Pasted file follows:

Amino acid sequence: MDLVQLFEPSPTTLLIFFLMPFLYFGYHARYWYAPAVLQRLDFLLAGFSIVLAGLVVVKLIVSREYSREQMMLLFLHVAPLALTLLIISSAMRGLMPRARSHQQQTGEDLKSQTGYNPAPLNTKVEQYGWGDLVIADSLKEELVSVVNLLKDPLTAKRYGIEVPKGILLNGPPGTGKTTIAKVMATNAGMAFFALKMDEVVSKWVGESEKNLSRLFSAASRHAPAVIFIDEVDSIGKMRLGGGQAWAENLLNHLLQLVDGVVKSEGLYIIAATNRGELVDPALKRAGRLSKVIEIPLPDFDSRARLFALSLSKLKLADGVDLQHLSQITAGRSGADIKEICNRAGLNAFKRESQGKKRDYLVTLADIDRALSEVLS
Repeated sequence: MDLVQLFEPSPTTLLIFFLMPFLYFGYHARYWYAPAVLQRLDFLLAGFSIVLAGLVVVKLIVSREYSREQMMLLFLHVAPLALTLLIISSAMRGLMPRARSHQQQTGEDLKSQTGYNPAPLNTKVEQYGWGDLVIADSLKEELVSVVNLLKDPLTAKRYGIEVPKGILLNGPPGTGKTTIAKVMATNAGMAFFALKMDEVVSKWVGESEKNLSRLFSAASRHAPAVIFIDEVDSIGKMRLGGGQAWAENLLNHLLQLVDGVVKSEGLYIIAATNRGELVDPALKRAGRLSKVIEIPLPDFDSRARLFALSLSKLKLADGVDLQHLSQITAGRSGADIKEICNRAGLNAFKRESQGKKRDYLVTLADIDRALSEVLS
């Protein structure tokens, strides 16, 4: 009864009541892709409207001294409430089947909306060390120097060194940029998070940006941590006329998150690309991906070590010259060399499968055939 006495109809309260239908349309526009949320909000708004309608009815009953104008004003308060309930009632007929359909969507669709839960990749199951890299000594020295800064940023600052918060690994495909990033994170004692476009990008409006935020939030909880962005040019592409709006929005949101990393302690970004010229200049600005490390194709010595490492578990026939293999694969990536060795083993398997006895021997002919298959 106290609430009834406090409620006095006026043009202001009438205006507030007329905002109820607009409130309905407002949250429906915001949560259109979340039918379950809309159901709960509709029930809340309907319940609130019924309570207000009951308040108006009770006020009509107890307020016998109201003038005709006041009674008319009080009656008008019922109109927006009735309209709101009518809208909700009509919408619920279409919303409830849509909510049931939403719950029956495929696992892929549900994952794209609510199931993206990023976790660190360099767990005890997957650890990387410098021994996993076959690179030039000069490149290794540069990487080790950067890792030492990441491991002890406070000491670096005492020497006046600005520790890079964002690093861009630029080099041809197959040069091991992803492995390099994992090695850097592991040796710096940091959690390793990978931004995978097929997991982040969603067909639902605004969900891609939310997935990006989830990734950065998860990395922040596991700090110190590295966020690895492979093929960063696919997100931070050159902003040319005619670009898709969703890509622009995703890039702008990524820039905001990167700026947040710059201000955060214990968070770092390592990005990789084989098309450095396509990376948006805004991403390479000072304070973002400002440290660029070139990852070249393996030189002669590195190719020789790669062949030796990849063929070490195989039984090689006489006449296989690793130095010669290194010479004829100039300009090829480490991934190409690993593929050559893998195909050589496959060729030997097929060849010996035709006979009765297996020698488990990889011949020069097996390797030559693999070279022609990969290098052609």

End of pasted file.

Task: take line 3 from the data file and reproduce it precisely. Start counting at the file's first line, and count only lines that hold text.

């Protein structure tokens, strides 16, 4: 009864009541892709409207001294409430089947909306060390120097060194940029998070940006941590006329998150690309991906070590010259060399499968055939 006495109809309260239908349309526009949320909000708004309608009815009953104008004003308060309930009632007929359909969507669709839960990749199951890299000594020295800064940023600052918060690994495909990033994170004692476009990008409006935020939030909880962005040019592409709006929005949101990393302690970004010229200049600005490390194709010595490492578990026939293999694969990536060795083993398997006895021997002919298959 106290609430009834406090409620006095006026043009202001009438205006507030007329905002109820607009409130309905407002949250429906915001949560259109979340039918379950809309159901709960509709029930809340309907319940609130019924309570207000009951308040108006009770006020009509107890307020016998109201003038005709006041009674008319009080009656008008019922109109927006009735309209709101009518809208909700009509919408619920279409919303409830849509909510049931939403719950029956495929696992892929549900994952794209609510199931993206990023976790660190360099767990005890997957650890990387410098021994996993076959690179030039000069490149290794540069990487080790950067890792030492990441491991002890406070000491670096005492020497006046600005520790890079964002690093861009630029080099041809197959040069091991992803492995390099994992090695850097592991040796710096940091959690390793990978931004995978097929997991982040969603067909639902605004969900891609939310997935990006989830990734950065998860990395922040596991700090110190590295966020690895492979093929960063696919997100931070050159902003040319005619670009898709969703890509622009995703890039702008990524820039905001990167700026947040710059201000955060214990968070770092390592990005990789084989098309450095396509990376948006805004991403390479000072304070973002400002440290660029070139990852070249393996030189002669590195190719020789790669062949030796990849063929070490195989039984090689006489006449296989690793130095010669290194010479004829100039300009090829480490991934190409690993593929050559893998195909050589496959060729030997097929060849010996035709006979009765297996020698488990990889011949020069097996390797030559693999070279022609990969290098052609």